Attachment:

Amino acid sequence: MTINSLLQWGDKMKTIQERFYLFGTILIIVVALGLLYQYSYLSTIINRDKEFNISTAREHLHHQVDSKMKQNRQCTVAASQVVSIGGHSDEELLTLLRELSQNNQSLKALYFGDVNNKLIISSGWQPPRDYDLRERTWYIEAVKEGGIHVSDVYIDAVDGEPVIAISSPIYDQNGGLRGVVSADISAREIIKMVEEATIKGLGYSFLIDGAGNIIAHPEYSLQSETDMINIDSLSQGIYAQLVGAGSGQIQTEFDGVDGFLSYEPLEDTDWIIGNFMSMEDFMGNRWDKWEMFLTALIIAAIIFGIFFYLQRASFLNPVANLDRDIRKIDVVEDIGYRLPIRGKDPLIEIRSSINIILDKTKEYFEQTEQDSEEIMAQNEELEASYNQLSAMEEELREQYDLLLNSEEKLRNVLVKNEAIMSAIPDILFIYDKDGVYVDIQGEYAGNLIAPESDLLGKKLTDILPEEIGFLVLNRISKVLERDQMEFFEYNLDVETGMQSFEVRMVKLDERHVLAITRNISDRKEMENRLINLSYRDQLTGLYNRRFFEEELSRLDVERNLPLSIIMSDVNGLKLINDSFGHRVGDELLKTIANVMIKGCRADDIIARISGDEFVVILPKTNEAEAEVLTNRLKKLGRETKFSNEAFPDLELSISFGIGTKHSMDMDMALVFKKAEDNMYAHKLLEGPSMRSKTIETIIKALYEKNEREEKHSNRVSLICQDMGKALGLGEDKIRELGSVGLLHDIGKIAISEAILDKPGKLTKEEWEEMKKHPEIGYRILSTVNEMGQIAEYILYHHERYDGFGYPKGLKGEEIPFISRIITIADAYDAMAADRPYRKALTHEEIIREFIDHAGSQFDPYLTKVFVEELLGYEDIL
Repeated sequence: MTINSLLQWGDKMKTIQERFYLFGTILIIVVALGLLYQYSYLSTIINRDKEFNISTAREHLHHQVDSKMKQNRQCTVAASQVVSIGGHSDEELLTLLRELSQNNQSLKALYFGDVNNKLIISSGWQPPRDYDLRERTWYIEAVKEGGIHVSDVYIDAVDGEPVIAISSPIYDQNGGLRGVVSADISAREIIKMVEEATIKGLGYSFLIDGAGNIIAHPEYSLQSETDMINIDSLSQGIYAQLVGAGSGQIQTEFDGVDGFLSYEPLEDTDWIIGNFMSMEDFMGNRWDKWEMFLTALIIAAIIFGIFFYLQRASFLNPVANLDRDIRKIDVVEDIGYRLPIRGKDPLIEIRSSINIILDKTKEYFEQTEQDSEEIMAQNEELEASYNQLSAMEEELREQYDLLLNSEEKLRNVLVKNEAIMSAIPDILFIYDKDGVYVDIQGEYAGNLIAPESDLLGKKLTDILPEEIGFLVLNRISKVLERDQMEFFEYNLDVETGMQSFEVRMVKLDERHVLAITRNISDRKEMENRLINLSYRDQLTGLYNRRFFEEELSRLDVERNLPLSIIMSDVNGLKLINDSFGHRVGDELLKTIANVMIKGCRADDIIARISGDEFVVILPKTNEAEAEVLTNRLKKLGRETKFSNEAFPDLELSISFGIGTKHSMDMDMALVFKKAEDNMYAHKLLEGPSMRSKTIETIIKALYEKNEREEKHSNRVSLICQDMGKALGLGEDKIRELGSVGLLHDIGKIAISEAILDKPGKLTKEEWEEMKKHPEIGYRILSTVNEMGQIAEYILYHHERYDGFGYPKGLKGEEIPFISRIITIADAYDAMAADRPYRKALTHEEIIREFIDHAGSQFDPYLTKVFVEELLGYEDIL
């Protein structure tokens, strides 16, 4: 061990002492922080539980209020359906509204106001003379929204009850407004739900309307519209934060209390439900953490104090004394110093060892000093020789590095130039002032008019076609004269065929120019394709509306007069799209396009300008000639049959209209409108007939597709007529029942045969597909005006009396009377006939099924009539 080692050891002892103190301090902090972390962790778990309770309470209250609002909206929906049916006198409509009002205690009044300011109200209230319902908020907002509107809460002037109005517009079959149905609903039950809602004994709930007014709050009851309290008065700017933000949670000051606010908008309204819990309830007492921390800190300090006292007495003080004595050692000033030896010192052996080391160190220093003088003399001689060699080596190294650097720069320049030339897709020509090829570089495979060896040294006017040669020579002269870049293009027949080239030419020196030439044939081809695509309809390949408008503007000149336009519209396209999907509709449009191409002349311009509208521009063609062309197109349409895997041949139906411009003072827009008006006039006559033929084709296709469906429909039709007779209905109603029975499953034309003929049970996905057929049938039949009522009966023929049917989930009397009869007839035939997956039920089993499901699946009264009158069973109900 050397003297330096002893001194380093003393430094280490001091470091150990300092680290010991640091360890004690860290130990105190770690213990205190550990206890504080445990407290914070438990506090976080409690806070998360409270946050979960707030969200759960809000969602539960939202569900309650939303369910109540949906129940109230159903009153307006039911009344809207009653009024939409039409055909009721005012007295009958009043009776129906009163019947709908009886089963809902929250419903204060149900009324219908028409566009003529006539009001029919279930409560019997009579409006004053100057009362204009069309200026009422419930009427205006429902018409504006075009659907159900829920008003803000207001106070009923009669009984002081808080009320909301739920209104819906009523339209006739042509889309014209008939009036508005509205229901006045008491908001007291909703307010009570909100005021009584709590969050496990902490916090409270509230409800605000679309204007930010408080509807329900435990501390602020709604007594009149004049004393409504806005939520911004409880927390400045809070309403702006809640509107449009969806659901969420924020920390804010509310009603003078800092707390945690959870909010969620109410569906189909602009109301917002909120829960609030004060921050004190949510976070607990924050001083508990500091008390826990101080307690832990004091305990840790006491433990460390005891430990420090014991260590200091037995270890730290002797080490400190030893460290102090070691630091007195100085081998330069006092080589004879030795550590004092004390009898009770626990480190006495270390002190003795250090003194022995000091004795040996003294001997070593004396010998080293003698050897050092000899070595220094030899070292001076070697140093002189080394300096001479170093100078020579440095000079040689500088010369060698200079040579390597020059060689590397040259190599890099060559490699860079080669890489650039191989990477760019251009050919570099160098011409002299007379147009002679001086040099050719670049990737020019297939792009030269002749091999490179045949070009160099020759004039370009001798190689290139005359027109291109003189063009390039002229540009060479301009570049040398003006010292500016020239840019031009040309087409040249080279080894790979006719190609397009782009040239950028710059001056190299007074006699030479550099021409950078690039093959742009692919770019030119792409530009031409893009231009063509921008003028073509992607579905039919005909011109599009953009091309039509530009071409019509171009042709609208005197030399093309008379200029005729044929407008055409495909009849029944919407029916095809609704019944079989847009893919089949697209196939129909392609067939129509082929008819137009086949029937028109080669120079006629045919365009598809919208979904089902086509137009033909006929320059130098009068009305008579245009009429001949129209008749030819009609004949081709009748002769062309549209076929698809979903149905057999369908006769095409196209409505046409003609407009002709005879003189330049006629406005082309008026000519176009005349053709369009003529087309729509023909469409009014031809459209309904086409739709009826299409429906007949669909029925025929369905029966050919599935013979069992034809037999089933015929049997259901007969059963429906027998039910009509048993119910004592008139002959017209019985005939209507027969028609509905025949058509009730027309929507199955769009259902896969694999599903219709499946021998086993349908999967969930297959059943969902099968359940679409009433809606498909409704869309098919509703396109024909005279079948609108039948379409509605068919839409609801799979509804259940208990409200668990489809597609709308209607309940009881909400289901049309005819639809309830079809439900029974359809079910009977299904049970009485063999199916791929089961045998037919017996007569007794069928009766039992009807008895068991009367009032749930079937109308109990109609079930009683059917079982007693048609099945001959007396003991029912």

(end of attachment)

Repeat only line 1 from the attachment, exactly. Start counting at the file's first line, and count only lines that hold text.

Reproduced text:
Amino acid sequence: MTINSLLQWGDKMKTIQERFYLFGTILIIVVALGLLYQYSYLSTIINRDKEFNISTAREHLHHQVDSKMKQNRQCTVAASQVVSIGGHSDEELLTLLRELSQNNQSLKALYFGDVNNKLIISSGWQPPRDYDLRERTWYIEAVKEGGIHVSDVYIDAVDGEPVIAISSPIYDQNGGLRGVVSADISAREIIKMVEEATIKGLGYSFLIDGAGNIIAHPEYSLQSETDMINIDSLSQGIYAQLVGAGSGQIQTEFDGVDGFLSYEPLEDTDWIIGNFMSMEDFMGNRWDKWEMFLTALIIAAIIFGIFFYLQRASFLNPVANLDRDIRKIDVVEDIGYRLPIRGKDPLIEIRSSINIILDKTKEYFEQTEQDSEEIMAQNEELEASYNQLSAMEEELREQYDLLLNSEEKLRNVLVKNEAIMSAIPDILFIYDKDGVYVDIQGEYAGNLIAPESDLLGKKLTDILPEEIGFLVLNRISKVLERDQMEFFEYNLDVETGMQSFEVRMVKLDERHVLAITRNISDRKEMENRLINLSYRDQLTGLYNRRFFEEELSRLDVERNLPLSIIMSDVNGLKLINDSFGHRVGDELLKTIANVMIKGCRADDIIARISGDEFVVILPKTNEAEAEVLTNRLKKLGRETKFSNEAFPDLELSISFGIGTKHSMDMDMALVFKKAEDNMYAHKLLEGPSMRSKTIETIIKALYEKNEREEKHSNRVSLICQDMGKALGLGEDKIRELGSVGLLHDIGKIAISEAILDKPGKLTKEEWEEMKKHPEIGYRILSTVNEMGQIAEYILYHHERYDGFGYPKGLKGEEIPFISRIITIADAYDAMAADRPYRKALTHEEIIREFIDHAGSQFDPYLTKVFVEELLGYEDIL